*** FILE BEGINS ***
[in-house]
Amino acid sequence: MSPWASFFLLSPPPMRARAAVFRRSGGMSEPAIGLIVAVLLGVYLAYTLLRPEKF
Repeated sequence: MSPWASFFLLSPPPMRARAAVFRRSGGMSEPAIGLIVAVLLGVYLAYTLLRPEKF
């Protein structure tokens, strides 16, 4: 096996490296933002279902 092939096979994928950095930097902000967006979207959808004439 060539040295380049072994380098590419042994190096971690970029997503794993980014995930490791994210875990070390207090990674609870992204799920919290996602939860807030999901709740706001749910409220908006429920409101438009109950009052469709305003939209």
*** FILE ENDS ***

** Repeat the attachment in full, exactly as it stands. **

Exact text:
[in-house]
Amino acid sequence: MSPWASFFLLSPPPMRARAAVFRRSGGMSEPAIGLIVAVLLGVYLAYTLLRPEKF
Repeated sequence: MSPWASFFLLSPPPMRARAAVFRRSGGMSEPAIGLIVAVLLGVYLAYTLLRPEKF
């Protein structure tokens, strides 16, 4: 096996490296933002279902 092939096979994928950095930097902000967006979207959808004439 060539040295380049072994380098590419042994190096971690970029997503794993980014995930490791994210875990070390207090990674609870992204799920919290996602939860807030999901709740706001749910409220908006429920409101438009109950009052469709305003939209």